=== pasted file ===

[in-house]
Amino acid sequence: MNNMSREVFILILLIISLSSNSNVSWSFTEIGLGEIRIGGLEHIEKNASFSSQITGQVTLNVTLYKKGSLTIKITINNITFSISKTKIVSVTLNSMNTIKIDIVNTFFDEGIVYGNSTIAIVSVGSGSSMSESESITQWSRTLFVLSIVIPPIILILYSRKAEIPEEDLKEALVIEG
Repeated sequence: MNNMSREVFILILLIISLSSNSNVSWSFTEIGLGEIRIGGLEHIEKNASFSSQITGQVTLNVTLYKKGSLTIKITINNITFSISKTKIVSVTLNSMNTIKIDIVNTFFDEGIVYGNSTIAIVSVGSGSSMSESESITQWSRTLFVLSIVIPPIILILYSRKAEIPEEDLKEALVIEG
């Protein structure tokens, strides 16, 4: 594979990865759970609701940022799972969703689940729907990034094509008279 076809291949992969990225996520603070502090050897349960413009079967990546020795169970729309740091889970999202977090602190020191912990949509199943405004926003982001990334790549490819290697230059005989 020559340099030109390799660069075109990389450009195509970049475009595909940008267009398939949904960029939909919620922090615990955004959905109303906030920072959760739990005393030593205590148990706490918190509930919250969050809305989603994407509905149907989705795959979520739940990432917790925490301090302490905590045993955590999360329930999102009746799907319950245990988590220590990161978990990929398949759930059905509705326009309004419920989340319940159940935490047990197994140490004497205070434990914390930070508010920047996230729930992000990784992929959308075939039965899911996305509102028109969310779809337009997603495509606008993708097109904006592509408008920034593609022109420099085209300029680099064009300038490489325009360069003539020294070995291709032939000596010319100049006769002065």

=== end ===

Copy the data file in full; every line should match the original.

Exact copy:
[in-house]
Amino acid sequence: MNNMSREVFILILLIISLSSNSNVSWSFTEIGLGEIRIGGLEHIEKNASFSSQITGQVTLNVTLYKKGSLTIKITINNITFSISKTKIVSVTLNSMNTIKIDIVNTFFDEGIVYGNSTIAIVSVGSGSSMSESESITQWSRTLFVLSIVIPPIILILYSRKAEIPEEDLKEALVIEG
Repeated sequence: MNNMSREVFILILLIISLSSNSNVSWSFTEIGLGEIRIGGLEHIEKNASFSSQITGQVTLNVTLYKKGSLTIKITINNITFSISKTKIVSVTLNSMNTIKIDIVNTFFDEGIVYGNSTIAIVSVGSGSSMSESESITQWSRTLFVLSIVIPPIILILYSRKAEIPEEDLKEALVIEG
């Protein structure tokens, strides 16, 4: 594979990865759970609701940022799972969703689940729907990034094509008279 076809291949992969990225996520603070502090050897349960413009079967990546020795169970729309740091889970999202977090602190020191912990949509199943405004926003982001990334790549490819290697230059005989 020559340099030109390799660069075109990389450009195509970049475009595909940008267009398939949904960029939909919620922090615990955004959905109303906030920072959760739990005393030593205590148990706490918190509930919250969050809305989603994407509905149907989705795959979520739940990432917790925490301090302490905590045993955590999360329930999102009746799907319950245990988590220590990161978990990929398949759930059905509705326009309004419920989340319940159940935490047990197994140490004497205070434990914390930070508010920047996230729930992000990784992929959308075939039965899911996305509102028109969310779809337009997603495509606008993708097109904006592509408008920034593609022109420099085209300029680099064009300038490489325009360069003539020294070995291709032939000596010319100049006769002065």